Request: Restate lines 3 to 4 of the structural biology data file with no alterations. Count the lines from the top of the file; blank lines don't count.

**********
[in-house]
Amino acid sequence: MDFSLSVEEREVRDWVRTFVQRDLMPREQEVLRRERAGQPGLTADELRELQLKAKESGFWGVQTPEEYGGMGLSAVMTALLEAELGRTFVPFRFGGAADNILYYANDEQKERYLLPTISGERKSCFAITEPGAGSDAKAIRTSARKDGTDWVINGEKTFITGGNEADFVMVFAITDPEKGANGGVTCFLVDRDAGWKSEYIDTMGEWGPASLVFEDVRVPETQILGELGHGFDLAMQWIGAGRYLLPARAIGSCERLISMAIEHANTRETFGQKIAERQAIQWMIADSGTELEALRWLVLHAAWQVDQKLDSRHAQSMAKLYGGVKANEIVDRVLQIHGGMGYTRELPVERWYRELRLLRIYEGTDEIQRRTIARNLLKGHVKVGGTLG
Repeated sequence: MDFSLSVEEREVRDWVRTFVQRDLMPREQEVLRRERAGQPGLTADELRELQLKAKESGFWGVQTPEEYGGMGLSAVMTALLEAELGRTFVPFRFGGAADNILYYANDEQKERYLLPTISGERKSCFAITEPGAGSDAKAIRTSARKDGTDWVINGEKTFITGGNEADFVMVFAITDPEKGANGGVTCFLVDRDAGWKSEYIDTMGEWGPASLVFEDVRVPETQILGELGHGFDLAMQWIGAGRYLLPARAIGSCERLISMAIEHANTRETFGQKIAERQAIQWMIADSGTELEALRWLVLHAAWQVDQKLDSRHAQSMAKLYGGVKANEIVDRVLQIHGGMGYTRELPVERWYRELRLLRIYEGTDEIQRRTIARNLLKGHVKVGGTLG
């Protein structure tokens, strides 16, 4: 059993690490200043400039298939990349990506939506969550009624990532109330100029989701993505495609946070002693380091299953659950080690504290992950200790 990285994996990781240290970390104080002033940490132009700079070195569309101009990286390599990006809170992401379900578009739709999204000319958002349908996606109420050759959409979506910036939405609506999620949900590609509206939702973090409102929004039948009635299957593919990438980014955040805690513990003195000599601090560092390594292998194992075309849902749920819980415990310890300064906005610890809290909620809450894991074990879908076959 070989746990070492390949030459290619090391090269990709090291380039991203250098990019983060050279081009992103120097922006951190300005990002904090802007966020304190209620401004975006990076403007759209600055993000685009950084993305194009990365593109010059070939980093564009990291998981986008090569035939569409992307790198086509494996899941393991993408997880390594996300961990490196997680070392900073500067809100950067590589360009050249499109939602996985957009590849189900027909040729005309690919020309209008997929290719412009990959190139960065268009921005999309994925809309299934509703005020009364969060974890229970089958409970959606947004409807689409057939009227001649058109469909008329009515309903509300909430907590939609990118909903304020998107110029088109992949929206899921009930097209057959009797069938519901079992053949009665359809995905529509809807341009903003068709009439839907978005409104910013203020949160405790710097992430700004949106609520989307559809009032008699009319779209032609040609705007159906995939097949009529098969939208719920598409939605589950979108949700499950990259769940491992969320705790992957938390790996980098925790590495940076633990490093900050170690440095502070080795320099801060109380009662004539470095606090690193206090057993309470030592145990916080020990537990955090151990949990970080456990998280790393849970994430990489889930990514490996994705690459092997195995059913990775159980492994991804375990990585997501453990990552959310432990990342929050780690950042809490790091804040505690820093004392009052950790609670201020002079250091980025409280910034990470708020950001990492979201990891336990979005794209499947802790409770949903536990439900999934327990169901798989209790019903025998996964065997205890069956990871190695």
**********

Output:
Repeated sequence: MDFSLSVEEREVRDWVRTFVQRDLMPREQEVLRRERAGQPGLTADELRELQLKAKESGFWGVQTPEEYGGMGLSAVMTALLEAELGRTFVPFRFGGAADNILYYANDEQKERYLLPTISGERKSCFAITEPGAGSDAKAIRTSARKDGTDWVINGEKTFITGGNEADFVMVFAITDPEKGANGGVTCFLVDRDAGWKSEYIDTMGEWGPASLVFEDVRVPETQILGELGHGFDLAMQWIGAGRYLLPARAIGSCERLISMAIEHANTRETFGQKIAERQAIQWMIADSGTELEALRWLVLHAAWQVDQKLDSRHAQSMAKLYGGVKANEIVDRVLQIHGGMGYTRELPVERWYRELRLLRIYEGTDEIQRRTIARNLLKGHVKVGGTLG
């Protein structure tokens, strides 16, 4: 059993690490200043400039298939990349990506939506969550009624990532109330100029989701993505495609946070002693380091299953659950080690504290992950200790 990285994996990781240290970390104080002033940490132009700079070195569309101009990286390599990006809170992401379900578009739709999204000319958002349908996606109420050759959409979506910036939405609506999620949900590609509206939702973090409102929004039948009635299957593919990438980014955040805690513990003195000599601090560092390594292998194992075309849902749920819980415990310890300064906005610890809290909620809450894991074990879908076959 070989746990070492390949030459290619090391090269990709090291380039991203250098990019983060050279081009992103120097922006951190300005990002904090802007966020304190209620401004975006990076403007759209600055993000685009950084993305194009990365593109010059070939980093564009990291998981986008090569035939569409992307790198086509494996899941393991993408997880390594996300961990490196997680070392900073500067809100950067590589360009050249499109939602996985957009590849189900027909040729005309690919020309209008997929290719412009990959190139960065268009921005999309994925809309299934509703005020009364969060974890229970089958409970959606947004409807689409057939009227001649058109469909008329009515309903509300909430907590939609990118909903304020998107110029088109992949929206899921009930097209057959009797069938519901079992053949009665359809995905529509809807341009903003068709009439839907978005409104910013203020949160405790710097992430700004949106609520989307559809009032008699009319779209032609040609705007159906995939097949009529098969939208719920598409939605589950979108949700499950990259769940491992969320705790992957938390790996980098925790590495940076633990490093900050170690440095502070080795320099801060109380009662004539470095606090690193206090057993309470030592145990916080020990537990955090151990949990970080456990998280790393849970994430990489889930990514490996994705690459092997195995059913990775159980492994991804375990990585997501453990990552959310432990990342929050780690950042809490790091804040505690820093004392009052950790609670201020002079250091980025409280910034990470708020950001990492979201990891336990979005794209499947802790409770949903536990439900999934327990169901798989209790019903025998996964065997205890069956990871190695």